If you have been taking a break from the Clarence E. Lightner Public Safety Center drama you may not have heard that at Tuesday’s city council meeting, the decision to move forward on the project was delayed again. I highly recommend watching some of the debate, posted on-demand at the city’s website here.
The plans for the “skinny high-rise” of downtown, as Councilman Bonner Gaylord calls it, has been challenged. Now talks of an alternative plan, simply called Plan B, present a scaled down version consisting of multiple buildings spread across the city.
During the meeting, Councilman Gaylord tried to set the record straight on some misconceptions on the issue. Here are some that I thought were interesting.
- Not the best location
Gaylord argues that the building is located on the edges of Nash Square, a south facing side of it too. This very sunny, attractive side is more suited for public use and ground level activity, rather than a municipal building with very little public interaction.
- The building is not a symbol for the city
The councilman argues that the building, while looking great in the skyline, is not a symbol for the public because we would never interact with it. The Safety Center will have very few visits from the public and citizens will rarely use it.
- The building design is a concern for employee safety
Gaylord argues that the building design, with its two story public entrance, presents the opportunity for those with bad intentions to attack the building. With employees in a high-rise, damage to an important structural piece would threaten everyone inside.
- No measurable benefit
The councilman also states that no measurable benefit to our already great public safety can be measured or has been presented as a result of building the Clarence E Lightner Public Safety Center.
- Job creation
Jobs created by the construction are only temporary and are gone once the building is finished. Also, there is no guarantee the jobs will be local.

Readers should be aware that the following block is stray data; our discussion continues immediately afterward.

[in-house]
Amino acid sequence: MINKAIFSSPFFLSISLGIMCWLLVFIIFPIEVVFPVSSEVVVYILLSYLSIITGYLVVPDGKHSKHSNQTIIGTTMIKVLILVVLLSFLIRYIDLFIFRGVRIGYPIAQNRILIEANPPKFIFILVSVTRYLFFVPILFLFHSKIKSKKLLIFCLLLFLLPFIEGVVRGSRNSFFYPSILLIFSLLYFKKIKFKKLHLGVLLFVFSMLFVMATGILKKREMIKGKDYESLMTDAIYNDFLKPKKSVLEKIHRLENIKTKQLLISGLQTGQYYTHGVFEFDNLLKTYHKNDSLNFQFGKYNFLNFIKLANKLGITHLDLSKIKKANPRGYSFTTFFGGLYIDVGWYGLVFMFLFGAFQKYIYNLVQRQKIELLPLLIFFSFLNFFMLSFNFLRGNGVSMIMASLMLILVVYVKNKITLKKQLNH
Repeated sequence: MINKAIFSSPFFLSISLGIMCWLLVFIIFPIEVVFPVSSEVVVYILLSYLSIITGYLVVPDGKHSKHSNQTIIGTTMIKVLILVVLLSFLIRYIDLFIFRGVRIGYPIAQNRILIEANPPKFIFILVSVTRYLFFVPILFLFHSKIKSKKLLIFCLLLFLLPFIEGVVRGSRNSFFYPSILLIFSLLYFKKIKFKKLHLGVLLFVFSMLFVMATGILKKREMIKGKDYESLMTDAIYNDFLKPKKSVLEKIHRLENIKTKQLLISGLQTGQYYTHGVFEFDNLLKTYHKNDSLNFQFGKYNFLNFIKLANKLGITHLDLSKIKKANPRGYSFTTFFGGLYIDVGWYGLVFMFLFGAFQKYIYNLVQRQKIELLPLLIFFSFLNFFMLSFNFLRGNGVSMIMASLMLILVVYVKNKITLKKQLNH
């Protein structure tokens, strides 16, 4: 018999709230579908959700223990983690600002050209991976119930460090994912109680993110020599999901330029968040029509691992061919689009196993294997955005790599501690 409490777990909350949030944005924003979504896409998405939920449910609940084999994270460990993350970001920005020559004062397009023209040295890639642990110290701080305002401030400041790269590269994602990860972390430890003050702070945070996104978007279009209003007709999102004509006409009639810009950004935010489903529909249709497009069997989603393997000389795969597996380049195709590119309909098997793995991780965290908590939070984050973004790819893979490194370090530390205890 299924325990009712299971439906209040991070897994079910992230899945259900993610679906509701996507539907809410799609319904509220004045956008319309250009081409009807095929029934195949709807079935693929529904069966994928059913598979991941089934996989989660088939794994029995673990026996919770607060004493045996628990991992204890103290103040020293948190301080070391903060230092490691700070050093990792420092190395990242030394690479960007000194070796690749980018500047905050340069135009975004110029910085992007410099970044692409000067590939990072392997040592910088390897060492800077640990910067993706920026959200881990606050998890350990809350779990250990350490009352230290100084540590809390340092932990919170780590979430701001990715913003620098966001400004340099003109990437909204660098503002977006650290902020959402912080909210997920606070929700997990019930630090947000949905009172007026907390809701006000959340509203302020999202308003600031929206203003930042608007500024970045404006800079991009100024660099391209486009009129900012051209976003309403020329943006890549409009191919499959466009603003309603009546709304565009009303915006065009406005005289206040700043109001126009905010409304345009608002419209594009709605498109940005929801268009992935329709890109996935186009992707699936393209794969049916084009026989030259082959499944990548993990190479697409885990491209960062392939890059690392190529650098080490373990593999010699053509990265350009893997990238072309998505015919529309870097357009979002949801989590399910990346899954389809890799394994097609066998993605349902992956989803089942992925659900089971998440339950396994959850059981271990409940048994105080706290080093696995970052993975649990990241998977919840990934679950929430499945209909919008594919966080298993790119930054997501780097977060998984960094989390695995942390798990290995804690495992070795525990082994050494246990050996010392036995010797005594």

Mayor Meeker had something to say about each point after it was presented and watching him in action really shows you that he is 100% behind this project. Here’s his recent plan to get the building under way.
- Postpone remote facilities, phase 2, of the expense. Lower priority then the Safety Center.
- No tax adjustment in 2010.
- $2.5 million from other sources in 2011.
- 1/2 cent property tax increase in 2011, effective January 15th 2012.
- Another 1/2 cent property tax increase in 2012, effective January 15th 2013.
Just for a comparison, the original tax increase was 3 cents over a five year period, a pretty solid decrease in my opinion.
The comments are open for opinions and debates, maybe some predictions on how this story will end.
Quote from Bonner Gaylord:
In my experience, very few people even knew about the Clarence E Lightner Public Safety Center. I never heard anyone bring it up at all until it came before us in December.
Clearly, Councilman Gaylord doesn’t read any blogs:
- Raleigh’s New Public Safety Center to be Designed by Signature Architect, NewRaleigh.com August 10th, 2007.
- RPD Building Getting an Upgrade, DTRaleigh.com September 24th, 2007.
- Clarence E. Lightner Public Safety Center Pre-Design, NewRaleigh.com February 29th, 2008.
- Pencil In Full Funding For Safety Center, DTRaleigh.com May 23rd, 2008.
- RPD Building Getting an Upgrade | June 11, 2008
- Scrap the Lightner public safety center? – News – NewsObserver.com | November 10, 2021
- NewsObserver.com | Proposed Raleigh Public Safety Center | January 5, 2013
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